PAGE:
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Thread: Role for planners in design/creative end of the spectrum?

  1. #1

    Registered
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    Role for planners in design/creative end of the spectrum?

    Hi - I have a genuine lifelong interest in arch., landscape design, meaningful and functional public spaces, building-street interfaces, accessibility (skeptical of superlatives like 'universal design'), breaking up city grids, issues of densities, mixed-used in zoning and know quite a bit from undergrad about urban geograhy - Jane Jacobs / William Wyte stuff, complete street concepts, pedestrian plans, urban renewal, vernacular arch. and so forth.

    Trouble is I don't have any experience and am not in an architecture or planning program. As a mid-career shift I did complete a (very unique) Masters of Fine Arts in Minneapolis, MN which incorporated architectural design approaches to sculptural and small landscape and building interventions. AutoCAD and drafting were part of the program as was an interdisciplinary approach to design thinking.

    I don't see myself as a candidate for a Masters in Architecture b/c of my age (late 30s) and am not a sculptor per se.... because I am interested in the big picture and the social aspects of design I was drawn to planning / urban design. These forums though make it sound like planning degrees lead only to municipal jobs dealing with the nuts and bolts of city ordinance and zoning. There is much talk of the small job pool and increased qualifications needed. Are there other opportunities for planning graduates as consultants or more on the design end? My undergrad was Anthropology and Geopgraphy which is a good marriage but it was also 15 years ago. I don't have any knowledge of GIS. Pursue technical GIS training? The program closest to me obviously is the U of MN @ the Humphrey Institute for Public Affairs. I don't know much about other planning programs but do have family and familiarity with the Boston, MA area.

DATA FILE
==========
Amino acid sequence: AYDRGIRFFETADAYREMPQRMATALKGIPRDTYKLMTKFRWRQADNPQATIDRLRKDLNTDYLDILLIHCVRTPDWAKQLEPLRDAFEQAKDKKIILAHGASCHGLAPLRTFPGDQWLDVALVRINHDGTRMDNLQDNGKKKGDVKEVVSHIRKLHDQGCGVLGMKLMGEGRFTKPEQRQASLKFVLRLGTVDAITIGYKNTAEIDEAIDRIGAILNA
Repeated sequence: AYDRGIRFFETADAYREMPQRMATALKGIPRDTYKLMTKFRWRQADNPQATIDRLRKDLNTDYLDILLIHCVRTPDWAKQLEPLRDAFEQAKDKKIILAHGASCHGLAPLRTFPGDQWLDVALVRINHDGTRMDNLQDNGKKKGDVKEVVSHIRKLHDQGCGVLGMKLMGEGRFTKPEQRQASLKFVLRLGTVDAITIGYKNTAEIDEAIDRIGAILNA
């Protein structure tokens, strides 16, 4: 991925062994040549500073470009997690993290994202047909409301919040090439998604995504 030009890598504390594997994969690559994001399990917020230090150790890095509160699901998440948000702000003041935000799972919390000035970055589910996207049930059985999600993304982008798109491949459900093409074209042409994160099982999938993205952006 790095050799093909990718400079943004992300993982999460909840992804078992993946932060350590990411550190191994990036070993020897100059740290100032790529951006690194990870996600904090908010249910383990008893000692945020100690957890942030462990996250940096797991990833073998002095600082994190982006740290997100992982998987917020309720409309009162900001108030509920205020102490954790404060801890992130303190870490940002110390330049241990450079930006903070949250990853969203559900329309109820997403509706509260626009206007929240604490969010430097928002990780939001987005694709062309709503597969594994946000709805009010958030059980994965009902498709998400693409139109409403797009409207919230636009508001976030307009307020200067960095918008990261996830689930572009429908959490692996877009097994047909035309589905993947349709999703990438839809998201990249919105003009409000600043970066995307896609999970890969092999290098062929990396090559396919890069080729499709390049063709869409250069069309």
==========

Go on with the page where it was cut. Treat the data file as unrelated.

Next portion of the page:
thanks for any input,

    Andrew S.

  2. #2
    Cyburbian mike gurnee's avatar
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    If I had a budget in Greensburg, KS I would seriously consider your current qualifications without an additional degree. There should be neighborhood organizations and non-profits that could use (and seriously need) your background and outlook. I wonder if the foundations that dole out community improvement grants have staff such as you to review applications?

  3. #3
    Cyburbian Raf's avatar
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    I used to work for an Multi-Disciplinary Design Firm working along side architects, landscape architects and egineers. As a planner there, i did a lot of design work from land use plans, conceptual lotting, streetscape design and preliminary park design. On top of that i wrote a lot of comprehensive plans based on the design schemes our firm came up with. The economy tanked and I took a new job on the municipal side of things. Right now consultanting is on the ropes and the talent pool is endless in terms of candiates with the "creditionals" necessary to hire and hit the ground running when the economy picks up. Unfortunately, for larger firms your background probably isn't what most mid-size to large firms look for.